Mike McCarthy brings to the Cowboys a résumé of success with a Super Bowl title, an impressive 125-77-2 record over 13 years, and 10 playoff victories.
McCarthy reportedly took time off during his year away from coaching to study up on league trends, and he crafted a detailed plan to incorporate more analytics into his new staff. Despite his buzzword-filled plans, opinions of the McCarthy hire aren’t universally positive. Many soured on McCarthy over the past few years of his Packers tenure as the offense generally struggled, and the drop in efficiency of his all-world quarterback Aaron Rodgers was laid at McCarthy’s feet. If he could no longer get top performances out of the best, why should he be trusted?
The perceptions of McCarthy haven’t completely shifted, but this season has bolstered the argument that Rodgers’ struggles weren’t singularly related to his coach. Rodgers’ efficiency hasn’t risen in the system of new head coach Matt LaFleur, while his passing grade has fallen year-over-year to seventh this season (79.9) from sixth a year ago (87).
The thought that McCarthy’s success was a product of his quarterback also doesn’t align with his pre-Rodgers work as the New Orleans Saints’ offensive coordinator. McCarthy orchestrated five straight league-average-or-better seasons in terms of passing efficiency for Aaron Brooks from 2000-2004. Brooks’ performance fell significantly after McCarthy’s departure and he washed out of the league a few years later.
The question is, how much can McCarthy get the best out of Dak Prescott on the heels of his best season? Prescott went from the 17th (74.3) highest-graded passer to ninth (76.8) over the past year, and was in the MVP conversation for a good portion of the fall. How McCarthy’s offensive vision aligns with what’s best for Prescott — assuming he’s returning — will be most important, as well as if he can update his offensive philosophy to match the analytical lessons coaches are incorporating more in recent years.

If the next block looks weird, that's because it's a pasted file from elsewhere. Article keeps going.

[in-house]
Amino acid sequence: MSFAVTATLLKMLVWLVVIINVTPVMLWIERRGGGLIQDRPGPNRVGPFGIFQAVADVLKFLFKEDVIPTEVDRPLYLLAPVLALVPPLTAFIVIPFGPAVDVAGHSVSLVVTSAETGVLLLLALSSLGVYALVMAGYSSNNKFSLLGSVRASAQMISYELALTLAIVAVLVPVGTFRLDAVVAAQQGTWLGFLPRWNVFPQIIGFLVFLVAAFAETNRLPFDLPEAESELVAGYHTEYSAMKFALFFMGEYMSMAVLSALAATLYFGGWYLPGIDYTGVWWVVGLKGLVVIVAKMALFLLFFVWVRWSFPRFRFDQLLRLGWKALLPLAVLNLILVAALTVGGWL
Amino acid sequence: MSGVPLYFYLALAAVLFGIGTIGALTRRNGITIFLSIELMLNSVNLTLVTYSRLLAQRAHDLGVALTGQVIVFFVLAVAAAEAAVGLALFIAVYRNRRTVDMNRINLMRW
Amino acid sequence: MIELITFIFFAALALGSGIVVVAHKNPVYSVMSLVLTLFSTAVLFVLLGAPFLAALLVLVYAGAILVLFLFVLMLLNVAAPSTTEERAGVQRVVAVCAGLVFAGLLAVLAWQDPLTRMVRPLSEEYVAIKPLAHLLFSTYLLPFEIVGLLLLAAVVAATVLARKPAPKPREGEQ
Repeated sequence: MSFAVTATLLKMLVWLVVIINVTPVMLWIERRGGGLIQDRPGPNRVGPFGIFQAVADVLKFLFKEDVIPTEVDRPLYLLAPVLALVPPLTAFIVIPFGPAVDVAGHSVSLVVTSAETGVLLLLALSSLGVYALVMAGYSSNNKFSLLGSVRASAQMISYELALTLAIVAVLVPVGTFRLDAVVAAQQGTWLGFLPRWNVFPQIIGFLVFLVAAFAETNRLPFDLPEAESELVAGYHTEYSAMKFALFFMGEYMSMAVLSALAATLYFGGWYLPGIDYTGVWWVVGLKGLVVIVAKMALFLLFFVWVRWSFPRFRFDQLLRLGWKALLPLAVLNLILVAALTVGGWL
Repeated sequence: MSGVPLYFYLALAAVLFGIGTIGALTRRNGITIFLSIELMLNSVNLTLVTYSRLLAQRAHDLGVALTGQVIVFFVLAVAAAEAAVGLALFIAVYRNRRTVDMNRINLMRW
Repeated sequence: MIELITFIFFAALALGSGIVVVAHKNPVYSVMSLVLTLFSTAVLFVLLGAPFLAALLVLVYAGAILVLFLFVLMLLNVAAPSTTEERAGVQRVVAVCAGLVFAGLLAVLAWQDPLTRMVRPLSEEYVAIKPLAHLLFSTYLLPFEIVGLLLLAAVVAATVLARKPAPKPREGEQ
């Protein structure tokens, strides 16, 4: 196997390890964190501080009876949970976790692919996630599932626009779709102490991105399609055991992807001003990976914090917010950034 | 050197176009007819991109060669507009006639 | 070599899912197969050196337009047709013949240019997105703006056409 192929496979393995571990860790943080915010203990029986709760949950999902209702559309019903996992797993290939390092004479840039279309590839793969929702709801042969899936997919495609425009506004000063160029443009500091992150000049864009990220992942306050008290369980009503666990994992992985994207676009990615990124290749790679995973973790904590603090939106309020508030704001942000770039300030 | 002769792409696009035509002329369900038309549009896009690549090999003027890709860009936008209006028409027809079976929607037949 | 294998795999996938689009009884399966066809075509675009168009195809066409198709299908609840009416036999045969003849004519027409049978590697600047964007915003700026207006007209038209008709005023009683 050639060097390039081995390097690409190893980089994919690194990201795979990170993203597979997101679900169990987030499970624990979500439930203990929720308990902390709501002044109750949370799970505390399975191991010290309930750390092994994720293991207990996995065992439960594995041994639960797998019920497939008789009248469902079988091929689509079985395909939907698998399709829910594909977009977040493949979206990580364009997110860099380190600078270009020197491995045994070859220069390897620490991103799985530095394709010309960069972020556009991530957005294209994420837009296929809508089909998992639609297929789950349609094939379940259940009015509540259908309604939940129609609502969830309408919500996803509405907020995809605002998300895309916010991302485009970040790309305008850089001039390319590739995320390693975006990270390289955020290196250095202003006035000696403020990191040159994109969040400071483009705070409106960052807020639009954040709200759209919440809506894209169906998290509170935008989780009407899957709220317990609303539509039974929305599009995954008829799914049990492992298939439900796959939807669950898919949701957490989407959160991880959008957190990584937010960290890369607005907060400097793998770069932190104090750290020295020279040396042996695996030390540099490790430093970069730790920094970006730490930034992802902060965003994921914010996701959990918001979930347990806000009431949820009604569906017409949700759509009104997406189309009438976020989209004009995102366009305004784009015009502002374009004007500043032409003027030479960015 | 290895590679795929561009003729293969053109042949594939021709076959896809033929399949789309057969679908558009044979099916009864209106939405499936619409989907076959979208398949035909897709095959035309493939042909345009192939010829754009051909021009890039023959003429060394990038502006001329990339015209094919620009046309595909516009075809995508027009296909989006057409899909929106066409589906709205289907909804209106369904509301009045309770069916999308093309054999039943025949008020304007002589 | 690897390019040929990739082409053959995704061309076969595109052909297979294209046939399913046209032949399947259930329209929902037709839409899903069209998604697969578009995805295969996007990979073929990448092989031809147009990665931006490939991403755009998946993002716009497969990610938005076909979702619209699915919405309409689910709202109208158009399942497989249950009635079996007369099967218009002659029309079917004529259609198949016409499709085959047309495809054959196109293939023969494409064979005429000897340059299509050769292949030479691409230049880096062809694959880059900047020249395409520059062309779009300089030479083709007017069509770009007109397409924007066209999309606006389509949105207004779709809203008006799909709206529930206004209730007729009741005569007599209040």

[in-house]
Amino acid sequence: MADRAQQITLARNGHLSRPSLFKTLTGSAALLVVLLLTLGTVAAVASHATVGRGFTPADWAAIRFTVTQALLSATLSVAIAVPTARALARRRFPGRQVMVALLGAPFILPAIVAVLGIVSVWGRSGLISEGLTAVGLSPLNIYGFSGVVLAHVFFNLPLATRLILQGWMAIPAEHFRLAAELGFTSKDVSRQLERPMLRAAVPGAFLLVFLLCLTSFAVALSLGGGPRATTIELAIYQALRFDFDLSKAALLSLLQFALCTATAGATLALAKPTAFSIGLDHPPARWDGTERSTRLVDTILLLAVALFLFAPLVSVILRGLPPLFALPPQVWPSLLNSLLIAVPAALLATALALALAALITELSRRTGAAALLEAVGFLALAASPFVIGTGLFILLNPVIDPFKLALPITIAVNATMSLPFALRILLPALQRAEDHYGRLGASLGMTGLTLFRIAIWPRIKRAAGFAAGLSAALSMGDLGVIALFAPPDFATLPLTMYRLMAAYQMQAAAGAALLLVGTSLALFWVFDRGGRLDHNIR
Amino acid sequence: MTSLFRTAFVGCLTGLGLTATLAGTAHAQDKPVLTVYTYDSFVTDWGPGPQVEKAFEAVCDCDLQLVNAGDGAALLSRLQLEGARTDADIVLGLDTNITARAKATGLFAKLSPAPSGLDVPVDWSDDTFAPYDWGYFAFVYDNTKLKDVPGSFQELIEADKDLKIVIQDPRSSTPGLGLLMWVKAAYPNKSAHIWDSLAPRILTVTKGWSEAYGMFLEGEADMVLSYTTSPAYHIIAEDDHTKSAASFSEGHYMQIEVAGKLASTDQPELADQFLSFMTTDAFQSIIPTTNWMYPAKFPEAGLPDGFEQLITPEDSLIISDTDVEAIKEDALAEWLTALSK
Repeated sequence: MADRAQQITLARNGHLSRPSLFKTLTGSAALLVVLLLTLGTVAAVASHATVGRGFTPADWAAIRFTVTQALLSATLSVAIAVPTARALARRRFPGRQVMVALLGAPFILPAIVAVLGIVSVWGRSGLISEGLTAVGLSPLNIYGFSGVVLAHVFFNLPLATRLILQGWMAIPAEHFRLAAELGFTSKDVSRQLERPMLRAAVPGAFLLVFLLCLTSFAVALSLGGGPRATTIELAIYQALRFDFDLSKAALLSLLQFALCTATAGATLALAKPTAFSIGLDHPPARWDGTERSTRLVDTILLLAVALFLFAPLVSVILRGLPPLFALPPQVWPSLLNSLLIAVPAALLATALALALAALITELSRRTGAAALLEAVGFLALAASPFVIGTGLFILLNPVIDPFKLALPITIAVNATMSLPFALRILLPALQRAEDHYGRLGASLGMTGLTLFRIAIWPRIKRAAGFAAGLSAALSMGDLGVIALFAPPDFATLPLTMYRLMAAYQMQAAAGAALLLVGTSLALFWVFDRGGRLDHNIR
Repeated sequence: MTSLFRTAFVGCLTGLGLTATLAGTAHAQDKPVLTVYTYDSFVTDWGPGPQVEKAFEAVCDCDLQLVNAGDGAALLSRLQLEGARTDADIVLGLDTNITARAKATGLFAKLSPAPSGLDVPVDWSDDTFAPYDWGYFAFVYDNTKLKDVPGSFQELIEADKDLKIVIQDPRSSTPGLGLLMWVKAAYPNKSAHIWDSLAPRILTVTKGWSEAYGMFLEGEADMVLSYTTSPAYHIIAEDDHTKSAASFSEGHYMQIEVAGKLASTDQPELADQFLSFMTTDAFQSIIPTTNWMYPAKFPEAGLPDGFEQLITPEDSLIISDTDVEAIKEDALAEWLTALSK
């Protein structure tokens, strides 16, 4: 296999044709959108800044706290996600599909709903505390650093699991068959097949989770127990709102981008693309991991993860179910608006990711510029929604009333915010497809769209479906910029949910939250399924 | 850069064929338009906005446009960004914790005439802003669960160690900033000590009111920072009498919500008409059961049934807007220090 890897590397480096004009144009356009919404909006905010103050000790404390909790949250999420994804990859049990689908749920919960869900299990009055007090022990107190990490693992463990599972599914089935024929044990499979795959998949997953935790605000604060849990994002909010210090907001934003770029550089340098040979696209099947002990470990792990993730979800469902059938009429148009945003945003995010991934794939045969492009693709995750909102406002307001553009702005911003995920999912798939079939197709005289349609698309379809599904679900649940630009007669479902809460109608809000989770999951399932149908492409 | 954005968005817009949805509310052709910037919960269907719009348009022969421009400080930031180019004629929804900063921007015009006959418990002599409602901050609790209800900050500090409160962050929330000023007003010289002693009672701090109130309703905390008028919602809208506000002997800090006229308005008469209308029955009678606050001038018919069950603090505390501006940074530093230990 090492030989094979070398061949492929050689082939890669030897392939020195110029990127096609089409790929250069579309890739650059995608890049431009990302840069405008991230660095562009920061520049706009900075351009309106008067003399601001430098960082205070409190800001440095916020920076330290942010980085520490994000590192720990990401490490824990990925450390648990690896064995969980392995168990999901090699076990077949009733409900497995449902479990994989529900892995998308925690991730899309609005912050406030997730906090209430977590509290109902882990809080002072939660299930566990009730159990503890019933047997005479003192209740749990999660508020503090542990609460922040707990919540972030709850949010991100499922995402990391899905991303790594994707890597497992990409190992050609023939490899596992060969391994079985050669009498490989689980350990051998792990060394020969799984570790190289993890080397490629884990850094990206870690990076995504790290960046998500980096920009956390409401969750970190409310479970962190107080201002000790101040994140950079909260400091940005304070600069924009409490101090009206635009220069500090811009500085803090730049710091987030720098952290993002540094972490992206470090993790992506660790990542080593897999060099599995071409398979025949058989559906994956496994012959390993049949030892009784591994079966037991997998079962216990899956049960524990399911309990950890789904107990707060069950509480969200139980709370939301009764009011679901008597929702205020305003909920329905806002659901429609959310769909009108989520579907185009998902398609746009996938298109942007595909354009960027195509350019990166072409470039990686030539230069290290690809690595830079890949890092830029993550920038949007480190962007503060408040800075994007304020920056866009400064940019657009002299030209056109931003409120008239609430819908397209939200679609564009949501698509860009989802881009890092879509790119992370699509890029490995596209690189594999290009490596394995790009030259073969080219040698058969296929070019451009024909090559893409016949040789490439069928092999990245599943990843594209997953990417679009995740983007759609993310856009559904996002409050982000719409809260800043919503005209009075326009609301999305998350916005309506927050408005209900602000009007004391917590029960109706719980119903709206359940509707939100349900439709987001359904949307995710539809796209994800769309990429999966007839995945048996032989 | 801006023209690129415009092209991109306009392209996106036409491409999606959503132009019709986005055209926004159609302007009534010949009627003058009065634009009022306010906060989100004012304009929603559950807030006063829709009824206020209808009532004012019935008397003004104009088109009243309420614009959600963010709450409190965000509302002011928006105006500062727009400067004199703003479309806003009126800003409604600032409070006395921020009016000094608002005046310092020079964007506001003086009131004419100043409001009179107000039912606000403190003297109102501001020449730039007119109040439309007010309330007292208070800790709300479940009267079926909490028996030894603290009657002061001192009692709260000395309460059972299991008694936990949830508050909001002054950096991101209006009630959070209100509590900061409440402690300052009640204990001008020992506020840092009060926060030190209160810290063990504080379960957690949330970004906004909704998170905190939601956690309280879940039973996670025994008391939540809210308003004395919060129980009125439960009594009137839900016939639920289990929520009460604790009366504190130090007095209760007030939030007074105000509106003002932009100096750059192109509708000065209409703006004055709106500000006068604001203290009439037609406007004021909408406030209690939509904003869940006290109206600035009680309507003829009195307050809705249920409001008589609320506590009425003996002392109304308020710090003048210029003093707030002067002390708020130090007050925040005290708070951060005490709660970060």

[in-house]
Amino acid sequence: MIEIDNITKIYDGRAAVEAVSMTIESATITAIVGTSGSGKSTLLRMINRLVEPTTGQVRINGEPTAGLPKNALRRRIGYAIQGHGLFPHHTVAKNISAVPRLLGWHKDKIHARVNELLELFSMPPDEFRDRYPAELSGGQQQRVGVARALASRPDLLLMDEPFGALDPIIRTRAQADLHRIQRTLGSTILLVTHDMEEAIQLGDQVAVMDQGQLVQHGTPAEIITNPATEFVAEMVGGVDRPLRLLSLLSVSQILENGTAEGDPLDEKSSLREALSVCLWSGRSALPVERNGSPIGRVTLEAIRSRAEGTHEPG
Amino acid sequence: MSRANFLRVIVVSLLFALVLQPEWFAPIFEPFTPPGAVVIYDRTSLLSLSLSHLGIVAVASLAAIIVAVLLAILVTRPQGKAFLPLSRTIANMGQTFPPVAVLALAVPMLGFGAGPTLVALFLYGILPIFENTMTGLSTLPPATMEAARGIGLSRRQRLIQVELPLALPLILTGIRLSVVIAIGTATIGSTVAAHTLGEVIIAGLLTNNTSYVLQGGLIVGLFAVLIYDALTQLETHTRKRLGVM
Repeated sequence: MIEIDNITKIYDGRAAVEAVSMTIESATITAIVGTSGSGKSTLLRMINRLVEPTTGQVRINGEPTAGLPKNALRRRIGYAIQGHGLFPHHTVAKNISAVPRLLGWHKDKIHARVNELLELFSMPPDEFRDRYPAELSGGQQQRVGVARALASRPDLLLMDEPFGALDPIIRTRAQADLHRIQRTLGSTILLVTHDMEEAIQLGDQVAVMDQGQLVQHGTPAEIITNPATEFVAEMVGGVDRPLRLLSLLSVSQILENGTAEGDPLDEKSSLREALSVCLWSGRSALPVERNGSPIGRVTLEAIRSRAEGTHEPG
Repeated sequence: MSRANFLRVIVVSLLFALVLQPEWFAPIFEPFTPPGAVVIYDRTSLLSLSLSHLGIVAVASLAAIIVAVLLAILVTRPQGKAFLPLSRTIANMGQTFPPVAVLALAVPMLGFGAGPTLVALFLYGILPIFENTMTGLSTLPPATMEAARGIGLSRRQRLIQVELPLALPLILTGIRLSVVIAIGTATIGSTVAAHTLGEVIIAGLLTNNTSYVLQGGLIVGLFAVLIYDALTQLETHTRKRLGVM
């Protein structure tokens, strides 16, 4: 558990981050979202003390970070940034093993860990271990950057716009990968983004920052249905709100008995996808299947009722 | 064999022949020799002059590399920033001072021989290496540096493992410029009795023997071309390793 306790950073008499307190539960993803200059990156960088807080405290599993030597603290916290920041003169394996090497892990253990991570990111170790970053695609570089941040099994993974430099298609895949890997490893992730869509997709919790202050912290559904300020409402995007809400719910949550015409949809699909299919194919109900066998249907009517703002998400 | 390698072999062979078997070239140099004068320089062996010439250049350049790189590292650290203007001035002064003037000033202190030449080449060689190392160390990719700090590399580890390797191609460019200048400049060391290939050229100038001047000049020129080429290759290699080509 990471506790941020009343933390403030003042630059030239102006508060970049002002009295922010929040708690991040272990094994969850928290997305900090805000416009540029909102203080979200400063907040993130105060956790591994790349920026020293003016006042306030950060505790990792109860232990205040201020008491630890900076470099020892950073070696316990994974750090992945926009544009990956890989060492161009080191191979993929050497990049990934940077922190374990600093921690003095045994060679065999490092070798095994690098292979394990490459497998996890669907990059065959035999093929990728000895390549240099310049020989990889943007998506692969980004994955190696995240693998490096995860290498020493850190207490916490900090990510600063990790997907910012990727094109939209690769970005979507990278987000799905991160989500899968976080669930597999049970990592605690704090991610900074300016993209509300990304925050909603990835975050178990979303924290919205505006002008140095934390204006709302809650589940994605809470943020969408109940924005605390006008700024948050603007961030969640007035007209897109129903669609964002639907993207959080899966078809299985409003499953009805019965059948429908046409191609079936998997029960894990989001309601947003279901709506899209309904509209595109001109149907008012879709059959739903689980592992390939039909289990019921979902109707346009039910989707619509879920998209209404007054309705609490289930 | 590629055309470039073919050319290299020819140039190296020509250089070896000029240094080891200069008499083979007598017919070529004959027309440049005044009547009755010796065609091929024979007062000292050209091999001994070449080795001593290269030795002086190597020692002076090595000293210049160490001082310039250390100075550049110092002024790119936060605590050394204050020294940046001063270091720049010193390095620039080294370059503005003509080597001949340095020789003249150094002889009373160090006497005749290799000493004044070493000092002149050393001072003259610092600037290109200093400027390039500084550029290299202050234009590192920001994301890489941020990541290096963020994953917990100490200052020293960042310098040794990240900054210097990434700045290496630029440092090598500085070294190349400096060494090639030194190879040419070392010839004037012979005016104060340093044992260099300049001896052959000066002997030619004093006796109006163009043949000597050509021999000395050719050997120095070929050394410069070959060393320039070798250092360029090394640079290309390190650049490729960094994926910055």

Comparing McCarthy’s Packers and the Cowboys
Below are the team-by-team numbers for the entire NFL from 2014-2019, with the Cowboys and McCarthy Packers (excluding 2019).
The Packers were the most pass-heavy team in the NFL under McCarthy from 2014-2018, dropping back to pass on 66.2 percent of plays. The Cowboys were on the opposite end of the spectrum, passing on 57.3 percent of plays. Some of that could be the difference in quarterbacks, though the divergence is drastic enough to indicate a philosophical difference.
One of the lessons of analytics is that teams probably still aren’t passing enough, so McCarthy’s propensity to call passes isn’t necessarily an issue. A bigger potential flaw in McCarthy’s pasts offenses is a lower play-action rate. Teams have consistently performed better with play-action than regular dropback passing, and it’s likely Prescott’s breakout this season was at least partially related to the Cowboys having the seventh-highest play-action rate (44.5 percent) in game-neutral situations. From 2015-2018, McCarthy’s Packers never ranked higher than 21st in play-action usage.
In recent years, the Cowboys have faced pressure about as often as McCarthy’s Packers, and both teams had particularly high time-to-throw averages.
Comparing route schemes
While the macro numbers show a great divergence, a closer inspection into what the offensive coach specifically controls, like route scheme, hints at something different.
PFF data scientist Timo Riske has turned our data play-by-play and receiver tracking data into a robust system for identifying and clustering pass schemes based on receiver patterns, route combinations, plus play-action and screen usage. What we find is that the scheme for the Cowboys has evolved over the years to become closer to what McCarthy was running with the Packers.
The offenses aren’t the same, but the differences between the Packers’ offensive pass scheme in 2016 and that of the Cowboys’ in 2018 and 2019 isn’t as dramatic as you might think. If McCarthy can bring a similar offense to Dallas, while incorporating more play-action passing with his tendency to pass more often, the combination could unlock the Prescott’s efficiency and volume.
Studies have shown that the idea you need to establish the run for play-action passing to work is bunk. McCarthy has the opportunity to apply these lessons on the field and deploy an offense that uses the threat of running to drive efficiency, without the drawback of actually doing it more often than necessary.
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